Popular Houston Massage Practices
Some Texas spas consider themselves to be retreats. Bergamos Retreat, started by the great-granddaughter of makeup mogul Mary Kay, was rebuilt after Hurricane Harvey and is now the largest freestanding day spa in the city. This isn’t the only reason this Friendswood Spa has been making news. Bergamos boasts multiple alternatives to the traditional massage table. There’s the amethyst quartz option where guests lie on a sheet on tiny crystals and the limber table which expert massage therapists can use to support body alignment. Among the available massages are Quarts Poultice and the Quartz Tibetan. Bergamos has a clientele who can pay well. Houstonia wrote about the spa in 2019 (https://www.houstoniamag.com/articles/2019/2/8/bergamos-retreat-largest-freestanding-spa-texas-friendswood).
Zalla Massage has called itself the fastest growing massage studio in Houston. Pre- and postnatal massage are among the specialties. Zalla therapists also teach infant massage. The business provides in-home massage for clients who have visited the studio and been approved. Some Zalla LMTs are noted as able to converse in Spanish.
Sanctuary Spa has a different claim to fame. It’s the city’s oldest day spa. Some Sanctuary Spa LMTs have dual credentialing as aestheticians. Mid-2019 found the Sanctuary Spa again hiring. The organization stated a preference for those with prior experience in high-end spas.
Melt and Relax is a homegrown mobile massage business. Geriatric massage is among the services offered. The business proudly displays two ‘Best of Houston’ badges on its website.
People here recognize the value of massage for all ages. Texas Hill Country in 2017 wrote up Float Baby, the first flotation and massage spa specifically for infants (https://texashillcountry.com/float-baby-water-spa-babies).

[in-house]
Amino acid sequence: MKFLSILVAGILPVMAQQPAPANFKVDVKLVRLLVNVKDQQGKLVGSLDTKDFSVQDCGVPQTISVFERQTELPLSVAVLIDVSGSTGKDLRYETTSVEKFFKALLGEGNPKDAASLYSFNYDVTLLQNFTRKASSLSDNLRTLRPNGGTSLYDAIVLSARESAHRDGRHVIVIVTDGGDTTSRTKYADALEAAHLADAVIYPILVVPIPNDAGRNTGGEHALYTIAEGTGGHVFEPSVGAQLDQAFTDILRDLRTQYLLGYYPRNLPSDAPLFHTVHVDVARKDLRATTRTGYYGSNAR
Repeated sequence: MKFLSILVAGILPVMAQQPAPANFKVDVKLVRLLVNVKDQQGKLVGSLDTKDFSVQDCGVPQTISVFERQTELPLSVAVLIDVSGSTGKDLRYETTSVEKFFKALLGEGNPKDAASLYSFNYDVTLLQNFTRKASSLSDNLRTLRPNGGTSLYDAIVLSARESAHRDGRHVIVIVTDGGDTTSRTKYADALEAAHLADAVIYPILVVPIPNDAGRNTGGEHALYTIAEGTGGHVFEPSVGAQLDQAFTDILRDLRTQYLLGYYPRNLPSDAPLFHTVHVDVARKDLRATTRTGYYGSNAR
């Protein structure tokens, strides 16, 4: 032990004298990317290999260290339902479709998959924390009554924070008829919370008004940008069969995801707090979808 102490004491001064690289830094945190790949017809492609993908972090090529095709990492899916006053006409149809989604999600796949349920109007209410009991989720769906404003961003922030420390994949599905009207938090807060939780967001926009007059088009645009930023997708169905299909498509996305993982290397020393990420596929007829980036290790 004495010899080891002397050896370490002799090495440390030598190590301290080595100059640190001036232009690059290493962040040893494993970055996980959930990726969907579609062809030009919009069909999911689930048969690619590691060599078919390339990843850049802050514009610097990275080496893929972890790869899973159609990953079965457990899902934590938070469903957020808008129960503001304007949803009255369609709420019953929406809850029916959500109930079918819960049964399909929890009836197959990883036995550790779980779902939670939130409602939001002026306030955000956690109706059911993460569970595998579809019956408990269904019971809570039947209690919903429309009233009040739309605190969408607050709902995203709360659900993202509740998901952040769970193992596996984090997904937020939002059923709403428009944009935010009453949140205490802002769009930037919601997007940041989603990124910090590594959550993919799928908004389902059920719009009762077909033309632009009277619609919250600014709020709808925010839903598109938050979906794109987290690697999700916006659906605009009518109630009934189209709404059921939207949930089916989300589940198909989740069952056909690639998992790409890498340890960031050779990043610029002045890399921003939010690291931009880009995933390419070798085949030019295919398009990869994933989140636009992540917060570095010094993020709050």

Houston LMTs in Business
There are a number of successful private practices. River Works Advanced Bodyworks is operated by an LMT who has been in business 15 years, garnering many positive reviews.
Kinetic Bodyworks is LMT-founded. The goal is lofty: effective massage that delivers biomechanic results. A secondary stated goal is to offer other massage therapists a good place to develop their careers!
Massage Therapist Wages in Houston
The average wage in the Houston-The Woodlands-Sugar Land metropolitan area was $17.93 in 2018, with most making between $9.17 and $27.84.
At many practices, LMTs don’t have a set wage. One chiropractic office, for example, recently advertised a commission-based position with tips in addition. This particular practice listed a very wide salary range: $16.00 to $62.50. The massages, they noted, were offered to clients at varying rates ($125 to $145 without Groupon, $39 with).
One Houston franchise noted that the pay rate could be as high as $38 – $45 and specifically stated this did not include tips. This particular franchise also offered benefits.
Houston’s LMTs don’t have to travel far to stay on top of their profession. Asia Pacific Institute is one of the many continuing education providers in the area; the school offers a number of continuing education courses in addition to a basic 500-hour program.